Arunachal: After Building Hundreds Of Villages Along LAC, China To Give 'City Status' To Two Tibetan Towns Near Indian Border
After building and upgrading hundreds of villages along the Line of Actual Control (LAC), China has decided to give city status to two Tibetan towns located along the boundary with India.
The latest step in China's border consolidation project in Tibet comes just days after it put out names of 11 places in Arunachal Pradesh in Chinese, Tibetan and pinyin characters, a third such attempt in the last few years at asserting its claim over India's eastern-most state.
Since 2017, China has been working on a project to build and upgrade around 628 villages in Tibet, most of which are located along the LAC. Some of these villages, as reported by Swarajya earlier, are located in Indian territory which has been under Chinese control for decades.
The aim behind the construction of these villages, as senior officials of the Chinese Communist Party (CCP) in Tibet have hinted, is to assert Chinese claims on the border and ensure the dominance of the LAC.
With the village building programme almost complete, the Chinese are planning to give two counties along the eastern section of the LAC — Milin and Cuona — the status of "city states".
According to the Hong Kong-based South China Morning Post, a publication run by the Alibaba Group of China, the change would lead to the counties being "taken under the direct administration of the regional government."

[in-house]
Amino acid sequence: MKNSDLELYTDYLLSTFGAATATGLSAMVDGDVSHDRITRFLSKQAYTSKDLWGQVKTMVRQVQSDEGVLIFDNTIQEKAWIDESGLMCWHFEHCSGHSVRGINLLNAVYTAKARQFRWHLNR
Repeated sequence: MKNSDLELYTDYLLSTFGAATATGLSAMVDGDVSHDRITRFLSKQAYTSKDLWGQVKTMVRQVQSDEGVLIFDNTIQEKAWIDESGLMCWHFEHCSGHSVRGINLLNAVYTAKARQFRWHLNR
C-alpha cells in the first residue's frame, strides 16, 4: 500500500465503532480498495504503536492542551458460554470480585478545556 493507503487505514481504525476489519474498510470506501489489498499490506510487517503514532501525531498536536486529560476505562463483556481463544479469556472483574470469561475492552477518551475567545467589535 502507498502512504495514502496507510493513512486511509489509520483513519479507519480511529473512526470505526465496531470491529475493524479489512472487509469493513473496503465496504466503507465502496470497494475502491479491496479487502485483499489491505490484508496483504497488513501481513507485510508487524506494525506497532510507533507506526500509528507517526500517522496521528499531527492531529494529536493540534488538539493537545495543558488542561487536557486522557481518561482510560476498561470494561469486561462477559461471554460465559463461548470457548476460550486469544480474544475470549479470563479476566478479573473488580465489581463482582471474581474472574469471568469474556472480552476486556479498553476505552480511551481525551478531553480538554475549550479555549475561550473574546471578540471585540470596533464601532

"Both areas have populations of less than 25,000 but Milin — also known as Mainling — is an important border town and transport hub whose territory covers 180 km (115 miles) of the Indian frontier," it reported.
Mainling, located in Nyingchi, is where Chinese President Xi Jinping landed in July 2021 for his first-ever visit to Tibet after taking over the leadership in 2012.
The CCP is aggressively pushing tourism to the frontier areas of Tibet, a project made possible by the rapid development of dual-use infrastructure along the border over the last two decades.
In Nyingchi, for example, tourist arrivals have gone up sharply in the last few years with the construction of an airport in Mainling, located only 15 kilometres away from Tibet's border with Arunachal, and the opening of a 450-km-long railway line linking the border town to Lhasa in June this year.
In the last five years, Nyingchi has received over 32 million tourist trips, and revenue from tourism stands at 24 billion yuan ($3.69 billion).
Such incentives, including state subsidies, help the local apparat in "repopulating the area with residents from other areas" who then "take the responsibilities of patrolling the border by herding livestock." In some cases, residents are dispatched for border patrols "at least once a month," and it takes "a week for them to make a complete tour".
China's efforts seem to be working — population of border areas has grown by 10.5 per cent (population of border counties grew to 485,000 by 2020), Wu Yingjie, the Communist Party secretary for Tibet, revealed in August 2021, at an event marking the 70th anniversary of the "peaceful liberation of Tibet".
In the 21 border counties of Tibet, the per capita disposable income of rural residents has "reached 14,000 yuan in 2020, a year-on-year increase of 12.7 per cent".
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